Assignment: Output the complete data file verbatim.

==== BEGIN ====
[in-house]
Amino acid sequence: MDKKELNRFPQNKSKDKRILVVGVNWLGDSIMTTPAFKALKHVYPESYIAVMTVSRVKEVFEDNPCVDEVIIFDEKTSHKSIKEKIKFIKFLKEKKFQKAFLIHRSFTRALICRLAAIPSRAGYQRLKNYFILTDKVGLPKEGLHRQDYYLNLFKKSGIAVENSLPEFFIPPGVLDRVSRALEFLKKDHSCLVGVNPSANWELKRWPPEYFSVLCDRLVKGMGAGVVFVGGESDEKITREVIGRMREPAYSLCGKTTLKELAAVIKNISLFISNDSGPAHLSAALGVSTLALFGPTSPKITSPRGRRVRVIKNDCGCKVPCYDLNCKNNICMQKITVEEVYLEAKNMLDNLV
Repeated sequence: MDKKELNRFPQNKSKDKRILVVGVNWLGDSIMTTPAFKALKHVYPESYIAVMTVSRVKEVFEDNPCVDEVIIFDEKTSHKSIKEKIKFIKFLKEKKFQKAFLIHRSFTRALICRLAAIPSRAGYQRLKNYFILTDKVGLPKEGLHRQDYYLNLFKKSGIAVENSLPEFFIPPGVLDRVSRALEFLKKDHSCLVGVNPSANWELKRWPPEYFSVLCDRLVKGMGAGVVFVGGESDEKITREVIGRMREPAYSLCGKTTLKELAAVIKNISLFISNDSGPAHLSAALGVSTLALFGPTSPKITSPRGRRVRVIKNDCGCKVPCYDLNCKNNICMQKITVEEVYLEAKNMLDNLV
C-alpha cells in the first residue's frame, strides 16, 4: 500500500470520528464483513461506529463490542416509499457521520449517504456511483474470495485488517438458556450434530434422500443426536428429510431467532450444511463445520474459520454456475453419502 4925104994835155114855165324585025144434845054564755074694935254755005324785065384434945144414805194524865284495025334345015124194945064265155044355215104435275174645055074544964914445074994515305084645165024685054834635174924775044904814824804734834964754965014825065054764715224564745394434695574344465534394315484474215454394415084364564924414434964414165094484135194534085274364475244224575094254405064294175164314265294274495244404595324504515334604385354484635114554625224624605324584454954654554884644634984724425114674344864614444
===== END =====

[in-house]
Amino acid sequence: MDKKELNRFPQNKSKDKRILVVGVNWLGDSIMTTPAFKALKHVYPESYIAVMTVSRVKEVFEDNPCVDEVIIFDEKTSHKSIKEKIKFIKFLKEKKFQKAFLIHRSFTRALICRLAAIPSRAGYQRLKNYFILTDKVGLPKEGLHRQDYYLNLFKKSGIAVENSLPEFFIPPGVLDRVSRALEFLKKDHSCLVGVNPSANWELKRWPPEYFSVLCDRLVKGMGAGVVFVGGESDEKITREVIGRMREPAYSLCGKTTLKELAAVIKNISLFISNDSGPAHLSAALGVSTLALFGPTSPKITSPRGRRVRVIKNDCGCKVPCYDLNCKNNICMQKITVEEVYLEAKNMLDNLV
Repeated sequence: MDKKELNRFPQNKSKDKRILVVGVNWLGDSIMTTPAFKALKHVYPESYIAVMTVSRVKEVFEDNPCVDEVIIFDEKTSHKSIKEKIKFIKFLKEKKFQKAFLIHRSFTRALICRLAAIPSRAGYQRLKNYFILTDKVGLPKEGLHRQDYYLNLFKKSGIAVENSLPEFFIPPGVLDRVSRALEFLKKDHSCLVGVNPSANWELKRWPPEYFSVLCDRLVKGMGAGVVFVGGESDEKITREVIGRMREPAYSLCGKTTLKELAAVIKNISLFISNDSGPAHLSAALGVSTLALFGPTSPKITSPRGRRVRVIKNDCGCKVPCYDLNCKNNICMQKITVEEVYLEAKNMLDNLV
C-alpha cells in the first residue's frame, strides 16, 4: 500500500470520528464483513461506529463490542416509499457521520449517504456511483474470495485488517438458556450434530434422500443426536428429510431467532450444511463445520474459520454456475453419502 4925104994835155114855165324585025144434845054564755074694935254755005324785065384434945144414805194524865284495025334345015124194945064265155044355215104435275174645055074544964914445074994515305084645165024685054834635174924775044904814824804734834964754965014825065054764715224564745394434695574344465534394315484474215454394415084364564924414434964414165094484135194534085274364475244224575094254405064294175164314265294274495244404595324504515334604385354484635114554625224624605324584454954654554884644634984724425114674344864614444